Academic journal article Professional School Counseling

Does Psychotherapy Help Some Students? an Overview of Psychotherapy Outcome Research

Academic journal article Professional School Counseling

Does Psychotherapy Help Some Students? an Overview of Psychotherapy Outcome Research

Article excerpt

This article provides a brief overview of the outcome research on psychotherapy with children and adolescents. Outcome research indicates that psychotherapy can be effective with both children and adolescents, with meta-analyses indicating that youth who participated in this type of intervention tended to score on the outcome measures half of a standard deviation or more above those who did not receive any intervention. Little is known about the process of psychotherapy with children, but there are some indications that the therapeutic relationship is important. Moreover, there is some research that supports the assumption that certain types of treatment are most helpful with specific clinical issues.


In the ASCA National Model[R] proposed by the American School Counselor Association (2005a), school counselors have the responsibility for promoting the academic, career, and personal/social development of all students. This includes students who are experiencing difficulties and those who may meet diagnostic criteria for a psychiatric disorder. Furthermore, policy initiatives at national and state levels, such as the No Child Left Behind Act of 2001 (2002), are requiring that all children succeed academically; however, this may be difficult for children who are experiencing emotional problems. The number of students experiencing difficulties does not appear to be trivial. For example, the National Institute of Child Health and Human Development (2005) recently reported that an estimated 2.7 million children are noted by their parents to suffer from noticeable or severe emotional or behavioral problems that may interfere with their family life, their ability to learn, and their abilities to make friends.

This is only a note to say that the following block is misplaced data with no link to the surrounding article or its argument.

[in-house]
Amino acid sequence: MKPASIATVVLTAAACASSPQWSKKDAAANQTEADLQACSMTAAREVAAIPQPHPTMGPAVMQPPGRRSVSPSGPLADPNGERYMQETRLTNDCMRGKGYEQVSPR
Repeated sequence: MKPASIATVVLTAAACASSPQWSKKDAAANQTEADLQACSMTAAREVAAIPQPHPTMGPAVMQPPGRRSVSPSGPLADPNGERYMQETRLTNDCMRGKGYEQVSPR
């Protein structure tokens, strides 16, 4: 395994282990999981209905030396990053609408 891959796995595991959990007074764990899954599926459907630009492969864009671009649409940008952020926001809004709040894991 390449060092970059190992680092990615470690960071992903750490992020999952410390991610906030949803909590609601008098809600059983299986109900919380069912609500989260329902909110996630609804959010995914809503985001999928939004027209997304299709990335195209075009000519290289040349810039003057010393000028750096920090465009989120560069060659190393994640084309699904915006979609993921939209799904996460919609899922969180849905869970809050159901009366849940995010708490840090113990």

Kazdin and Johnson (1994) noted that prevalence studies indicate that between 17% and 22% of youth under 18 years of age suffer developmental, emotional, or behavioral problems. Costello et al. (1996) had similar findings that 20.3% of children between the ages of 9 and 13 met the criteria for mental disorder as defined by the Diagnostic and Statistical Manual of Mental Disorders (American Psychiatric Association, 2000). This is also consistent with Doll's (1996) findings that a typical school can expect to find between 18% and 22% of students with diagnosable psychiatric disorders, most frequently anxiety disorders, conduct disorder, oppositional defiant disorder, and attention deficit disorder. In secondary school populations, Doll also found that depression and suicidal behaviors were prevalent.

Schools and, subsequently, school counselors may be in a strategic position to provide services to children and adolescents in need. The child or adolescent's relations to peers, problem behaviors, prosocial functioning, and academic performance can be observed and assessed within the school. This allows professionals in the school to identify when an intervention is needed and to evaluate whether an intervention is having an impact (Kazdin & Johnson, 1994). Additionally, the school setting has a broader reach as nearly all children are required to attend school. Thus, schools have direct access to nearly all children and adolescents and have the potential to reach more children than clinic settings where parents must seek out and take the child or adolescent for treatment. Thus, by default, schools become the only avenue for some students to receive the mental health services they need (Hoagwood & Erwin, 1997).

The intent of this article is to review the research related to psychotherapy with children and adolescents to determine if these types of services or interventions are helpful to students who are experiencing moderate to severe emotional or behavioral difficulties. In addition, this article is designed to review psychotherapy research with the goal of informing school counselors about aspects of psychotherapy that may assist them in either referring students for appropriate treatment or providing services within a school setting. …

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